Home | News    Monday 18 April 2011

North Sudan offers to bear the country’s external debt in return of joining relief initiative

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April 17, 2011 (KHARTOUM) – North Sudan has proposed to undertake the country’s entire external debt in exchange for inclusion in an international program providing insolvent countries with debt relief, officials indicated on Sunday.

North and South Sudan, which voted earlier this year to secede in July, agreed last month in Addis Ababa to jointly seek relief of the country’s hefty external debt, which stands at about $35.7 billion, according to official figures.

A report by the IMF last year said that Sudan’s external debt, which dates back to the 1960s when borrowed on poor terms to finance large industrial projects, is projected to reach $37.8 billion this year.

South Sudan’s official, Pagan Amum, told Reuters last month that the south had agreed to assist the north in obtaining debt relief in return for concessions on other pending issues related to post-secession arrangements, including the contested oil-producing region of Abyei.

A delegation from the Sudanese government on Sunday started meetings in New York with the International Monetary Fund (IMF) and the World Bank to explore the possibility of addressing the country’s external debts problem.

Sudan’s minister of finance and national economy, Ali Mahmoud, who heads the delegation, described the talks as successful, adding that the delegation intends to hold bilateral meetings with the Arab group and the World Bank on the sidelines of the meetings.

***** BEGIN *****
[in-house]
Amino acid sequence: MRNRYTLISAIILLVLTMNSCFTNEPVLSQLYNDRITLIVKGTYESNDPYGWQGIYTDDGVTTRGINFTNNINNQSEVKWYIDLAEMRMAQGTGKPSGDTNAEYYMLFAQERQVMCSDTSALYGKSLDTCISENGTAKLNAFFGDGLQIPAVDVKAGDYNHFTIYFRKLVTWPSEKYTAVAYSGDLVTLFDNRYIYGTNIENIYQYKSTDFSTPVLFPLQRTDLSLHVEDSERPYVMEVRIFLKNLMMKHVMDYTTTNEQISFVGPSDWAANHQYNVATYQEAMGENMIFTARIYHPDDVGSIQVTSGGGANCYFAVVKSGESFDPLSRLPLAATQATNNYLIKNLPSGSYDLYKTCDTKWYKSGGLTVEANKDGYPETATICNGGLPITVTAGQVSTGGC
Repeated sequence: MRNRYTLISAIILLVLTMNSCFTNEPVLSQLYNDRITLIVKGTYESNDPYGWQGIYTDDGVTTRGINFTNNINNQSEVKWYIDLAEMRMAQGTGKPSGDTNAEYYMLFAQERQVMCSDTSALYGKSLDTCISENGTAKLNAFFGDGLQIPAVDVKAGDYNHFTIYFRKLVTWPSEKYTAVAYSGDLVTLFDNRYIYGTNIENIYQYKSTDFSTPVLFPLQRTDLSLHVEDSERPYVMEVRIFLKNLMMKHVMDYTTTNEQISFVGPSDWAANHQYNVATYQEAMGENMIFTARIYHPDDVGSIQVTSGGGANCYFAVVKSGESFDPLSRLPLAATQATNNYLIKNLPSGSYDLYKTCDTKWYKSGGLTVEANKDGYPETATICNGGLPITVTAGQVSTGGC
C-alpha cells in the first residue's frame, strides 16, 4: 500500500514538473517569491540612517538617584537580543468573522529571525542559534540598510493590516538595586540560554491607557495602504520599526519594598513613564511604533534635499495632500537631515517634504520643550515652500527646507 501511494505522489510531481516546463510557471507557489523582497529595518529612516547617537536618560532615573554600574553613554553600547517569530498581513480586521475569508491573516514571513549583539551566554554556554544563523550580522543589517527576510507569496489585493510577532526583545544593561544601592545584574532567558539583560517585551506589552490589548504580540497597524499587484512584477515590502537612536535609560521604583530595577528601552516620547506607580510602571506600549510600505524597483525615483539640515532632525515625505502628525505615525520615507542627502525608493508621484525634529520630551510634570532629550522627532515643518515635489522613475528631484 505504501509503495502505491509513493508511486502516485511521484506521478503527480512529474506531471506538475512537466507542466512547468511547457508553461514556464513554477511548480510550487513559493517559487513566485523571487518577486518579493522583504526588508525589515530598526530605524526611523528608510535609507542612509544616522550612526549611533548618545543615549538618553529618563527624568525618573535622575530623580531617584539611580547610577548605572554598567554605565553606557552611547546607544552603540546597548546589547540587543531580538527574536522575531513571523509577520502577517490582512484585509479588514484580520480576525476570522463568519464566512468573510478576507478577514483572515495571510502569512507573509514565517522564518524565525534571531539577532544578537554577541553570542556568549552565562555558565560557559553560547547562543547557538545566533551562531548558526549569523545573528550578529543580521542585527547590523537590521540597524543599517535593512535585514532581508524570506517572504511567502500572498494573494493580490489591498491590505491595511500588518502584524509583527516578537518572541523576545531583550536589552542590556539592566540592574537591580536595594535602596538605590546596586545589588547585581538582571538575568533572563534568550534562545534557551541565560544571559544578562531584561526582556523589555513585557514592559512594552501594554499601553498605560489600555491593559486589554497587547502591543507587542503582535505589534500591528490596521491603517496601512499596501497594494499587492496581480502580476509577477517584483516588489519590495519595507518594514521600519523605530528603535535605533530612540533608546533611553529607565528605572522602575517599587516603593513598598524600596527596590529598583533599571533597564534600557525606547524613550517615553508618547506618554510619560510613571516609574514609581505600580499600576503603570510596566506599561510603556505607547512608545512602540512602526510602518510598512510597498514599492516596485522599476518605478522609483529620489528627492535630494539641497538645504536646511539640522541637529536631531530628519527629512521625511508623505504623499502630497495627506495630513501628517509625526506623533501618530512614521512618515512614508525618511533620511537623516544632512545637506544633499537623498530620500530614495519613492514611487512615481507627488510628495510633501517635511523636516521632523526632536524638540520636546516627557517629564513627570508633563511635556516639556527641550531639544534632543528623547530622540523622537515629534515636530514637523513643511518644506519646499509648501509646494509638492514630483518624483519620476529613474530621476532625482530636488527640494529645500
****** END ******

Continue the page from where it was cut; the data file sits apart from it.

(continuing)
Meanwhile in Khartoum, the spokesman of Sudan’s Ministry of Foreign Affairs, Khalid Musa, said that the government had gone to the meeting with the option of one side bearing the entire debt in exchange for the IMF’s acceptance to include Sudan in the Heavily Indebted Poor Countries (HIPC).

Musa echoed his country’s complaints that political rifts with the West have prevented Sudan from joining the 40 countries currently under HIPC, which provides them with debt relief and low-interest loans to cancel or reduce external debt repayments to sustainable levels.

However, Musa said that the delegation had “sensed seriousness on the side of the international community in searching for appropriate mechanisms to move forward in relieving the debts in agreement with the creditors.”

The World Bank has said that Khartoum needs to introduce wide economic reforms in order to qualify for relief of multilateral debt.

Former governor of Sudan’s Central Bank, Sabir Mohamed Al-Hassan, announced in statements reported by the daily newspaper Al-Sahafah that north Sudan would not mind bearing the entire external debt if the country’s creditors recognize its inclusion in HIPC.

North Sudan’s economy is facing difficulties manifested in rising inflation and a shortage of foreign currency as it stands to lose billions of dollars as a result of the secession of South Sudan which produces nearly 70 percent of the country’s proven daily output of 500,000 barrels of oil a day

(ST)

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